Anyway the market believes those new measures are good for business – hence the appetite for risk. Just look at the list of those stocks that benefitted yesterday – Boeing +6.9% (aided by good interim results), Caterpillar +1.9%, Apple +1.9%, Goldman Sachs +3.5%, IBM +2.9% and Johnson & Jonson +1%.

 

I know I should show some humility but 4th quarter UK GDP was better than expected – +0.6%. The economy is still too unbalanced with the service sector absolutely rampant – + 0.8%, with construction rising by 0.1%. PMI’S around the world are stronger – so let’s hope manufacturing output gets a leg up in the months to come. Inflation will rise and disposable income may not rise fast enough; hence retail may look a little vulnerable by the autumn. The robustness of consumer spending has been very important in the last year, as has the car assembly, which is at a 17 year high! The prophets of doom will tell you that cumuli nimbus clouds hang in a threatening manner over BREXIT. So what? There is 2 years to go – so as the expression goes a la Michael Winner – ‘Calm down, dear!”

 

RBS has deemed in prudent to make provision for a further £3.1bn ($3.8bn) provision in relation to various investigations and litigation matters relating to RBS’s issuance and underwriting of US residential mortgage-backed securities. This takes the total aggregate of such provisions to £6.7bn ($8.3bn) as at 31 December 2016. This further provision would have reduced RBS’s Tangible Net Asset Value, leaving its Tier One capital ratio at a sensible level of 13.6%. This is another blow for the taxpayer, but no a shock in terms of what could have been levied by the DOJ in New York.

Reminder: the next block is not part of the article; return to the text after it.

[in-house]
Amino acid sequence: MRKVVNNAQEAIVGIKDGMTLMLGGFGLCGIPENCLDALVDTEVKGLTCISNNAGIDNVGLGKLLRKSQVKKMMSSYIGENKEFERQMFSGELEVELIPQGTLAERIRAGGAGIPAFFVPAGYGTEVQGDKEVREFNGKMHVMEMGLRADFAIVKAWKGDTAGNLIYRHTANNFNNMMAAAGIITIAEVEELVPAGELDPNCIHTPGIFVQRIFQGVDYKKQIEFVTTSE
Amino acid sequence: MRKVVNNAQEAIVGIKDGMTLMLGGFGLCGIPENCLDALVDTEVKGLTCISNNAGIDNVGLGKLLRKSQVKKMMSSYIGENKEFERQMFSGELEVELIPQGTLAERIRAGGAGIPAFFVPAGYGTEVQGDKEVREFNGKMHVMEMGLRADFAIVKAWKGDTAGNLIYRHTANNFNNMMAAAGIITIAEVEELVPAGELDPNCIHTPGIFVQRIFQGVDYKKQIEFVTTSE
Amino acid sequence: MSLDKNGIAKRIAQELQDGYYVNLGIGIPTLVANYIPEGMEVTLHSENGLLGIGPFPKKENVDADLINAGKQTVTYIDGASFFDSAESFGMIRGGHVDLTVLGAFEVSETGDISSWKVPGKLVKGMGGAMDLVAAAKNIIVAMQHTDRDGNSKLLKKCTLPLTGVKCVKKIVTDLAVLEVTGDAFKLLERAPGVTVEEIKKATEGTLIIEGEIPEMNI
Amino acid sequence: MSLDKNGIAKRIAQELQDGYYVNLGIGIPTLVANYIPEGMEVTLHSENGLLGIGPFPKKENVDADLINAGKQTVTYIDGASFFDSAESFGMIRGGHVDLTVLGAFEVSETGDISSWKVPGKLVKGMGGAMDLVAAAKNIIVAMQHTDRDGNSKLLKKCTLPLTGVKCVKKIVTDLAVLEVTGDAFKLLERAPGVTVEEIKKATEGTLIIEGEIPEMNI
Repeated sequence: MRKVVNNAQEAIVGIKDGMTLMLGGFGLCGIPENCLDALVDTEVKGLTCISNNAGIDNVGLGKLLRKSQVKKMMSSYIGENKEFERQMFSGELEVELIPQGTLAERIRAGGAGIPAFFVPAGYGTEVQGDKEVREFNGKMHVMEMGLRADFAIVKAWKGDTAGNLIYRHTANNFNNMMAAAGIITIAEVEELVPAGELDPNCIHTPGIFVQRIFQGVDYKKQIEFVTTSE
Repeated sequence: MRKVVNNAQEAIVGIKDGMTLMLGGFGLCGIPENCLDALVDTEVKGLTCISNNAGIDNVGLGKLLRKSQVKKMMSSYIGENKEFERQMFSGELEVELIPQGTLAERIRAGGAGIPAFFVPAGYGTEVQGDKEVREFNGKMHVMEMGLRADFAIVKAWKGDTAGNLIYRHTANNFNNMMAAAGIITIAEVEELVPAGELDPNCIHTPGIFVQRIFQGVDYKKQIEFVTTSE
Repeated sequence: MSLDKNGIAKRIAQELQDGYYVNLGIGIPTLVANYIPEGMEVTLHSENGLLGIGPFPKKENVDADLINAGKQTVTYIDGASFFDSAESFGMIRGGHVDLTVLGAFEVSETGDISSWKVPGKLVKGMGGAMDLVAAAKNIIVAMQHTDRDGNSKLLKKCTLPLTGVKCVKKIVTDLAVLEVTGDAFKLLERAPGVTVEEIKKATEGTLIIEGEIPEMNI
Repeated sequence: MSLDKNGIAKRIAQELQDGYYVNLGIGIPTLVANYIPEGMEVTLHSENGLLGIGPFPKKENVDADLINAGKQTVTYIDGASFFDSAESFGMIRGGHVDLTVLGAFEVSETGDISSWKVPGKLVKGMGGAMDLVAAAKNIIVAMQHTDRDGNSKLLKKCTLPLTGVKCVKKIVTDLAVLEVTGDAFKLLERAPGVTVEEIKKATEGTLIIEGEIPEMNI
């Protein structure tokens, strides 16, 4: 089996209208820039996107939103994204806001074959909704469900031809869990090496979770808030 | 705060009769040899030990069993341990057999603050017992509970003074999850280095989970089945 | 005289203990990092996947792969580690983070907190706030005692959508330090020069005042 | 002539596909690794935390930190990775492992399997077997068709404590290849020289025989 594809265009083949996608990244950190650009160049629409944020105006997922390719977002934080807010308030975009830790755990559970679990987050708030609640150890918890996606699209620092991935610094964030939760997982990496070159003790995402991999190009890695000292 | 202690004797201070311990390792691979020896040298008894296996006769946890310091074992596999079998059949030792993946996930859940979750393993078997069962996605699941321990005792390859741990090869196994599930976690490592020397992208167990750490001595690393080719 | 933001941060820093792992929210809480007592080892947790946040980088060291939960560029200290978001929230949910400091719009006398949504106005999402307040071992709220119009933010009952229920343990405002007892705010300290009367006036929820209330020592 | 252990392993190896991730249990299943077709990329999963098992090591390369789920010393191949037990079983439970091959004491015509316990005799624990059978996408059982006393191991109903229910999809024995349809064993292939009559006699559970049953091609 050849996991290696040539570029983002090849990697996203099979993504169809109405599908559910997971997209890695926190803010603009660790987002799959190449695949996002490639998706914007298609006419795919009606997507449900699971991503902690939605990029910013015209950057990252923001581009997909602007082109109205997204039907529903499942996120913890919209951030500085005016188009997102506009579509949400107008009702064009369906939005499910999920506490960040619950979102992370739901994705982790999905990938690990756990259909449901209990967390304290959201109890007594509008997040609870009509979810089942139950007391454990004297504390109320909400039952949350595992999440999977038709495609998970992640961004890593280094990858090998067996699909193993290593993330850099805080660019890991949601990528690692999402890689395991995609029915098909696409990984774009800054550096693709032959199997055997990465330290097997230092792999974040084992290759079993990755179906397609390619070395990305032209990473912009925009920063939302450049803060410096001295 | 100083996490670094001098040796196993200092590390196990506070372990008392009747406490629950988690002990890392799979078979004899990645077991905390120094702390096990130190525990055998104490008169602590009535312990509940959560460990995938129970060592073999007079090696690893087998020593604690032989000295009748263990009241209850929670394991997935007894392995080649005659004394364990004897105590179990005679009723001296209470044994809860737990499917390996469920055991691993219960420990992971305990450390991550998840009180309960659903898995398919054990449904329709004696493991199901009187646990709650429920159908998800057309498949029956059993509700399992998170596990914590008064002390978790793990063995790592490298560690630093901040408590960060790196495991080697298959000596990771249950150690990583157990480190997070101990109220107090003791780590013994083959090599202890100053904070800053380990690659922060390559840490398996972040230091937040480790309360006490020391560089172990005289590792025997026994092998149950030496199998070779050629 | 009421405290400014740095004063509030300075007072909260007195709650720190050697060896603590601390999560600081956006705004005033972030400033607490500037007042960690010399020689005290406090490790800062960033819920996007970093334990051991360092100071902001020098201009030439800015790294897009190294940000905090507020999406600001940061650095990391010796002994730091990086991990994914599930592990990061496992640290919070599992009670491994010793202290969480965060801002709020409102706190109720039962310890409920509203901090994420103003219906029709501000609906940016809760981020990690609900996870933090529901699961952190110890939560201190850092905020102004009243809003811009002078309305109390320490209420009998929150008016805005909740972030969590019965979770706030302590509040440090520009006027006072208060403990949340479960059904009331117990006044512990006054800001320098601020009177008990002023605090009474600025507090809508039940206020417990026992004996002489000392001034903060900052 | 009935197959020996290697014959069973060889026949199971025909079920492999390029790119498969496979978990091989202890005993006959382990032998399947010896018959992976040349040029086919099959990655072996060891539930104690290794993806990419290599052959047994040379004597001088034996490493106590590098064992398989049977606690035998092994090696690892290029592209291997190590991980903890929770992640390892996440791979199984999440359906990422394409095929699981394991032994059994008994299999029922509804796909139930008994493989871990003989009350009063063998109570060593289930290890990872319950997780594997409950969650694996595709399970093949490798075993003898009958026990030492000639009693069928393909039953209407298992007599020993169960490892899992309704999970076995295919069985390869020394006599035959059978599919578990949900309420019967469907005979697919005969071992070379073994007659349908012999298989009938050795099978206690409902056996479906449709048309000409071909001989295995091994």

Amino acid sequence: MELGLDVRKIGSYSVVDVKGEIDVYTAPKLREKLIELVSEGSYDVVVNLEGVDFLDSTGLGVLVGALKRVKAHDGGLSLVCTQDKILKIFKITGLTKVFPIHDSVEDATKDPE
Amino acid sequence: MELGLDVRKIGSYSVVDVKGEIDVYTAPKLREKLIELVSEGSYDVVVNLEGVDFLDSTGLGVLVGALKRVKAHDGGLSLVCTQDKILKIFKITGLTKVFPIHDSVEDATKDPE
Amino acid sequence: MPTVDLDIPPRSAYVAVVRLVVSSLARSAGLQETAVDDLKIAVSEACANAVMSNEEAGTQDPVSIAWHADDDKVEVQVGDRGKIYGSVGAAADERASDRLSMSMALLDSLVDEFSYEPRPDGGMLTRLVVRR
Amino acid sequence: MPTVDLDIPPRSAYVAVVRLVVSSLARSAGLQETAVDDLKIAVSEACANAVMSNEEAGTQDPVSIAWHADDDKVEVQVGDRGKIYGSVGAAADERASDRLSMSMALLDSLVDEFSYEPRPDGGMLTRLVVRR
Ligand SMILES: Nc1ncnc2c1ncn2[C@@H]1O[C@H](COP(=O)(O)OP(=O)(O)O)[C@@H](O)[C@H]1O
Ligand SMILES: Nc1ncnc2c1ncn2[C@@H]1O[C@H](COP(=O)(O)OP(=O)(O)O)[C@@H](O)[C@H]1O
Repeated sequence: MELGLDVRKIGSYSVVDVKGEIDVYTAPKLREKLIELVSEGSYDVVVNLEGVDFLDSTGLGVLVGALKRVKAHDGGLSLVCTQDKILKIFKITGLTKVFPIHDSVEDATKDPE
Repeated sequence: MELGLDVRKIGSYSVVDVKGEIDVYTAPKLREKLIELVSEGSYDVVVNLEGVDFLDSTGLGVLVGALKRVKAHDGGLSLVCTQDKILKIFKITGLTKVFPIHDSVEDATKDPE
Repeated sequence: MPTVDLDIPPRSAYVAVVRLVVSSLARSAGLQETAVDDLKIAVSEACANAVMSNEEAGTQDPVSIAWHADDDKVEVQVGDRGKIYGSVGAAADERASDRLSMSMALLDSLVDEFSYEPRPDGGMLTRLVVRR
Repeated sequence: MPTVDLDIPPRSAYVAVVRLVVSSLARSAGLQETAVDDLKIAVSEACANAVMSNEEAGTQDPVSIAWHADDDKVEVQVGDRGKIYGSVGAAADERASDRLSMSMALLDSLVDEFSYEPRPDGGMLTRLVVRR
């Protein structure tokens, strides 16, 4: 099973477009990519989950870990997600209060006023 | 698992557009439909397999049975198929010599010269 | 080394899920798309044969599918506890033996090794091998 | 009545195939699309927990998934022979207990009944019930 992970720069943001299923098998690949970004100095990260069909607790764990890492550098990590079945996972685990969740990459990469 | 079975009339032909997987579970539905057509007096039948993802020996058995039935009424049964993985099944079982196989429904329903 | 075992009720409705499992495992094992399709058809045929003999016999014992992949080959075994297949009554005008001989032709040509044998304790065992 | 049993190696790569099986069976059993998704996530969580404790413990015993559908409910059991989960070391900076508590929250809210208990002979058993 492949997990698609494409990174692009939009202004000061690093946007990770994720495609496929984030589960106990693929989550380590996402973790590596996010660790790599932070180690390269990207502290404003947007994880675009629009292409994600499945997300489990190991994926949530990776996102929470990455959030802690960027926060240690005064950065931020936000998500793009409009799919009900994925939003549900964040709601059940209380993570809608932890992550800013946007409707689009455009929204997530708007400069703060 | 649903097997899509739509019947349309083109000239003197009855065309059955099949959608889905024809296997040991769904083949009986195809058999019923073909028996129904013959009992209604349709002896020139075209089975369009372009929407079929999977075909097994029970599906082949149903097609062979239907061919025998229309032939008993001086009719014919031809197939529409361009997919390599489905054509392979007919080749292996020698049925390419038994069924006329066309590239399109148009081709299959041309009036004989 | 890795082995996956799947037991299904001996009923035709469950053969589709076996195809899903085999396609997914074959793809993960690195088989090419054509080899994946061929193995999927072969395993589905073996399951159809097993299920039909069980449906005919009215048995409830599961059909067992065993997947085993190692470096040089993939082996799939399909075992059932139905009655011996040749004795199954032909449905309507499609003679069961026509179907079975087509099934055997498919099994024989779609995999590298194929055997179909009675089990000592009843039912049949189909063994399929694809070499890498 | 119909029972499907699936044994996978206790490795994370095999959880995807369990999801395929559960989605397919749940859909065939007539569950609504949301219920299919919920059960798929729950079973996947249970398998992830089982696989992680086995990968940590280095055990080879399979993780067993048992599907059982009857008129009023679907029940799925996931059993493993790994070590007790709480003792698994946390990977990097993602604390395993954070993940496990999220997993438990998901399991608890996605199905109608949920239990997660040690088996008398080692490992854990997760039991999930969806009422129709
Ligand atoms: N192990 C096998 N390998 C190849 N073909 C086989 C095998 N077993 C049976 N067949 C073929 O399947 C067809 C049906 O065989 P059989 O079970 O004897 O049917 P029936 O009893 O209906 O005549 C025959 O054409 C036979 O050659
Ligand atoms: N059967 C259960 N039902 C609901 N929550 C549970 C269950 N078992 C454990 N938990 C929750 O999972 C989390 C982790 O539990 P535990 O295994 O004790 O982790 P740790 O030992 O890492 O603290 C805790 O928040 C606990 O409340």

Asia had a grand session today, hanging on the coattails of US euphoria, with the Yen remaining unchanged – Markets closed as follows – ASX (closed), Nikkei +1.8%, Hang Seng +1.4% and Shanghai Composite +0.3%.

 

A slew of earnings have been presented this side of the Atlantic today and later in the day it will be the turn of US companies to step up to the plate. Diageo did really well considering the currency vagaries which will have been a minefield for this titanic drinks operator – +4.5%. Unilever’s efforts were very lack-lustre with Paul Polman complaining that markets would be very challenging! How often have we heard that excuse? – Its shares down 4.5%. Acolytes of Whitbread would have been disappointed with the sales forecast of Premier Inns – down 4.1%. Sky’s share price was near enough flat. Today’s decent numbers have little to do with anything. What everyone wants to know is if, where and when 21st Century’s £18.5 billion bid (1075p per share) for the remaining 61% will be accepted.